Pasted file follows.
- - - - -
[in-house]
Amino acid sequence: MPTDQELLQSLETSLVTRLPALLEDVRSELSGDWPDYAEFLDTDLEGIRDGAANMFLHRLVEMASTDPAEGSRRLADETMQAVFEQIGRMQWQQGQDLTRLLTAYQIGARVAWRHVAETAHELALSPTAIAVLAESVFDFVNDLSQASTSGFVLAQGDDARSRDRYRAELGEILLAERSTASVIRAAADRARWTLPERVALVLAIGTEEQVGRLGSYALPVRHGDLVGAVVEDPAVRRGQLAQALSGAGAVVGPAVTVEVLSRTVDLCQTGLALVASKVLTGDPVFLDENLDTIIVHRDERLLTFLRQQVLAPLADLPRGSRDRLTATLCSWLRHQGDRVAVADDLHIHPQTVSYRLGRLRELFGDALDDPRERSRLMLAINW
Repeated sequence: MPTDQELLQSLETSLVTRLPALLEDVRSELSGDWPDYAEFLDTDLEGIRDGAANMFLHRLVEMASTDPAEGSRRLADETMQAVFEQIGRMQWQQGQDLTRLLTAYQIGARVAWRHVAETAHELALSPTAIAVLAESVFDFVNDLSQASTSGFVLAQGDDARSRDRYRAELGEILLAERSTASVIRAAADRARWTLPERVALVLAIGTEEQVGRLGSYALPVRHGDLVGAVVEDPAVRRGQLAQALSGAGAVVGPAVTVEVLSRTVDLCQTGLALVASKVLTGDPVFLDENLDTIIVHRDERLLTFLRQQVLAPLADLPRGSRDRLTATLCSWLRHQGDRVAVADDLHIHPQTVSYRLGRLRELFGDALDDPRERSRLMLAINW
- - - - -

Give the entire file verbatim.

[in-house]
Amino acid sequence: MPTDQELLQSLETSLVTRLPALLEDVRSELSGDWPDYAEFLDTDLEGIRDGAANMFLHRLVEMASTDPAEGSRRLADETMQAVFEQIGRMQWQQGQDLTRLLTAYQIGARVAWRHVAETAHELALSPTAIAVLAESVFDFVNDLSQASTSGFVLAQGDDARSRDRYRAELGEILLAERSTASVIRAAADRARWTLPERVALVLAIGTEEQVGRLGSYALPVRHGDLVGAVVEDPAVRRGQLAQALSGAGAVVGPAVTVEVLSRTVDLCQTGLALVASKVLTGDPVFLDENLDTIIVHRDERLLTFLRQQVLAPLADLPRGSRDRLTATLCSWLRHQGDRVAVADDLHIHPQTVSYRLGRLRELFGDALDDPRERSRLMLAINW
Repeated sequence: MPTDQELLQSLETSLVTRLPALLEDVRSELSGDWPDYAEFLDTDLEGIRDGAANMFLHRLVEMASTDPAEGSRRLADETMQAVFEQIGRMQWQQGQDLTRLLTAYQIGARVAWRHVAETAHELALSPTAIAVLAESVFDFVNDLSQASTSGFVLAQGDDARSRDRYRAELGEILLAERSTASVIRAAADRARWTLPERVALVLAIGTEEQVGRLGSYALPVRHGDLVGAVVEDPAVRRGQLAQALSGAGAVVGPAVTVEVLSRTVDLCQTGLALVASKVLTGDPVFLDENLDTIIVHRDERLLTFLRQQVLAPLADLPRGSRDRLTATLCSWLRHQGDRVAVADDLHIHPQTVSYRLGRLRELFGDALDDPRERSRLMLAINW